A group of people planting trees. Two women in the foreground use shovels to dig holes for the small potted saplings.
Tree Planting Day Volunteers plant fruit trees with Friends Rehabilitation Program in Philadelphia, October 2019. © Kat Kendon/Kendon Photography
× A group of people planting trees. Two women in the foreground use shovels to dig holes for the small potted saplings.
Planting in the Community Community volunteers and TNC staff work together to plant trees in Philadelphia's Belmont neighborhood during a community event in 2019. © Kat Kendon | Kendon Photography
Tree Planting Day Volunteers plant fruit trees with Friends Rehabilitation Program in Philadelphia, October 2019. © Kat Kendon/Kendon Photography

Neighborhood Scale Solutions

Our partnership with Holmesburg Baptist Church builds on existing relationships TNC has built in Philadelphia. In the fall of 2020, TNC and the Friends Rehabilitation Program (FRP) began the process of planning and constructing eight green stormwater projects across four city blocks in the Belmont neighborhood that will filter stormwater pollution, restore urban habitat and create new green space.

FRP is a local nonprofit providing affordable housing and social services in low- and moderate-income communities. TNC and FRP have been working together in Belmont to collaborate on neighborhood-scale greening approaches and solutions.

These upgrades to infrastructure will provide layered benefits to residents, like food production, flood mitigation and meaningful job training. The stormwater projects will create living wage jobs opportunities in operation and maintenance of green infrastructure—jobs that will continue to grow in demand as a result of the city’s Green City, Clean Waters plan.

A lone tree stands at the edge of an urban residential street. The trunk is surrounded by the concrete sidewalk.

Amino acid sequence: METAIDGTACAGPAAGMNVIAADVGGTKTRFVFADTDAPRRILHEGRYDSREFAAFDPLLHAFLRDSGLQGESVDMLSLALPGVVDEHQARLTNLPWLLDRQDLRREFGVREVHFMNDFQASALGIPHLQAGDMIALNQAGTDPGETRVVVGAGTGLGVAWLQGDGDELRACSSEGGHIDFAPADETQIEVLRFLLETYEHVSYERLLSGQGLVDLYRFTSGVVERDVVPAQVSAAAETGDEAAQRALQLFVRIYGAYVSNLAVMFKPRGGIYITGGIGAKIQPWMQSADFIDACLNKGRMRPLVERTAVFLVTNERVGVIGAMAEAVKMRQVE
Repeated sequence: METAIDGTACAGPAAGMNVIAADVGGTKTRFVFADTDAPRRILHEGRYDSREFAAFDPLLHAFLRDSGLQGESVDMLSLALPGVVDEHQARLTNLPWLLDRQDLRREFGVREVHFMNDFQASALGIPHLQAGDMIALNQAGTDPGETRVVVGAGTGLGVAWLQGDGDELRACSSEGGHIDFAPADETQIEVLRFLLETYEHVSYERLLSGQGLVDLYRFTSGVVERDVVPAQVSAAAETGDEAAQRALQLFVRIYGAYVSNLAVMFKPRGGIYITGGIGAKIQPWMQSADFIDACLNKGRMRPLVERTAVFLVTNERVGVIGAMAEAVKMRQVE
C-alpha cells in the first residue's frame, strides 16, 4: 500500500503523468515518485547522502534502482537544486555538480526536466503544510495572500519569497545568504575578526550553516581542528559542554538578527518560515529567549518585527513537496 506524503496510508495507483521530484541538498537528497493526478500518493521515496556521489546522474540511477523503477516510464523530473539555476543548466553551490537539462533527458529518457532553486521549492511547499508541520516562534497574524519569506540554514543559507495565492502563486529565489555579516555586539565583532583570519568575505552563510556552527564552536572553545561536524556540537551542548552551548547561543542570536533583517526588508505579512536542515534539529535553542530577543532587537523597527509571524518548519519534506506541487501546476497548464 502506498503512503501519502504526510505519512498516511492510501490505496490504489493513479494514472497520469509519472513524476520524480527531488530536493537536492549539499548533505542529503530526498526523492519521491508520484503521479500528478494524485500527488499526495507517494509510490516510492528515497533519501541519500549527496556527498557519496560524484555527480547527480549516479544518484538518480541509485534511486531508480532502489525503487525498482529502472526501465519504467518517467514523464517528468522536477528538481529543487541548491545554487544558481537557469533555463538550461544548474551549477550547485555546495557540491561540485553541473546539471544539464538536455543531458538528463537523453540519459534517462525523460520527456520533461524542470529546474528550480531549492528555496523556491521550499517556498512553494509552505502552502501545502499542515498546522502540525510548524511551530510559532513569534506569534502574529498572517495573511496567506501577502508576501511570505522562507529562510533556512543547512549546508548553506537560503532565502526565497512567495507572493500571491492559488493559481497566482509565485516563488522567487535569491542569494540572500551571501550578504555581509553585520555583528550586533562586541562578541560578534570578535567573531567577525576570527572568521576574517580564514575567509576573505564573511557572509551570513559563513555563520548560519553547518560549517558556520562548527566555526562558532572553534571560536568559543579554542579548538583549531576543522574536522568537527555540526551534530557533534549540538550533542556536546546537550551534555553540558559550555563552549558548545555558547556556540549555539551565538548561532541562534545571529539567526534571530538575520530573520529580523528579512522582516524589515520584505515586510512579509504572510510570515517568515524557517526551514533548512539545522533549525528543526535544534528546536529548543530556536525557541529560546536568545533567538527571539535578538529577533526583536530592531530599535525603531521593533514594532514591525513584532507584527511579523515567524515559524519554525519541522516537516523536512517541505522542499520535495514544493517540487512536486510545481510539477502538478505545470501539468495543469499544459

Tilden Middle School PA The neighborhood around Tilden Middle School in Philadelphia, PA. © Jaci Downs

Planning a Greener, More Equitable Future

For decades, cities across the country have been experimenting with solutions to legacy problems faced by many urban communities in the United States—problems rooted in the nation’s history of racial discrimination in housing and urban planning.

TNC’s urban conservation initiatives are strategically designed to develop new creative partnerships and bring direct and tangible benefits to city landscapes. We aim to prioritize conservation initiatives that foster equitable outcomes for historically underrepresented and underserved communities.

Sharing experiences, lessons, science and best practices both locally and globally is what sets TNC apart. Now that our conservation efforts in Philadelphia and Wilmington, Delaware are being integrated into one program, TNC stands to have a more regional conservation impact, embedding both cities into the broader landscape of the lower Delaware River.

View looking down on four sets of gloved hands placed closely together on a newly laid brick path.
Healthy Cities Working with communities to help cities thrive. © Devan King / TNC

North America Cities Network

TNC's Cities Network fosters innovation and learning through communication, capacity building and best practices that can be universally shared.